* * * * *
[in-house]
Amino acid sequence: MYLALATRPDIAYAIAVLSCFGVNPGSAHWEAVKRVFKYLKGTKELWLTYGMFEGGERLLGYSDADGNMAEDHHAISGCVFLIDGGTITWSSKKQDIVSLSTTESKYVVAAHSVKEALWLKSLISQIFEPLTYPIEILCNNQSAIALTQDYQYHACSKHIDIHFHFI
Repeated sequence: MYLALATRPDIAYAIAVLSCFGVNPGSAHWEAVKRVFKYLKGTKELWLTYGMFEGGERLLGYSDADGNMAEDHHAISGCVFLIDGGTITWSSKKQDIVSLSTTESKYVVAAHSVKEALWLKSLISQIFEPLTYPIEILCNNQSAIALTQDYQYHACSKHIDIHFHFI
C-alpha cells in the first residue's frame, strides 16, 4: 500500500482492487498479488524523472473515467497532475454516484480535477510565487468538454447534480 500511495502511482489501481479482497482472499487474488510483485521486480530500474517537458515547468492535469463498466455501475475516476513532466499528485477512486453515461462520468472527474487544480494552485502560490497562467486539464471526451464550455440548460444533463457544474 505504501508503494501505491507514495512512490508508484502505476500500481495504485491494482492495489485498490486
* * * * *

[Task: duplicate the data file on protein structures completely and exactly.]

[in-house]
Amino acid sequence: MYLALATRPDIAYAIAVLSCFGVNPGSAHWEAVKRVFKYLKGTKELWLTYGMFEGGERLLGYSDADGNMAEDHHAISGCVFLIDGGTITWSSKKQDIVSLSTTESKYVVAAHSVKEALWLKSLISQIFEPLTYPIEILCNNQSAIALTQDYQYHACSKHIDIHFHFI
Repeated sequence: MYLALATRPDIAYAIAVLSCFGVNPGSAHWEAVKRVFKYLKGTKELWLTYGMFEGGERLLGYSDADGNMAEDHHAISGCVFLIDGGTITWSSKKQDIVSLSTTESKYVVAAHSVKEALWLKSLISQIFEPLTYPIEILCNNQSAIALTQDYQYHACSKHIDIHFHFI
C-alpha cells in the first residue's frame, strides 16, 4: 500500500482492487498479488524523472473515467497532475454516484480535477510565487468538454447534480 500511495502511482489501481479482497482472499487474488510483485521486480530500474517537458515547468492535469463498466455501475475516476513532466499528485477512486453515461462520468472527474487544480494552485502560490497562467486539464471526451464550455440548460444533463457544474 505504501508503494501505491507514495512512490508508484502505476500500481495504485491494482492495489485498490486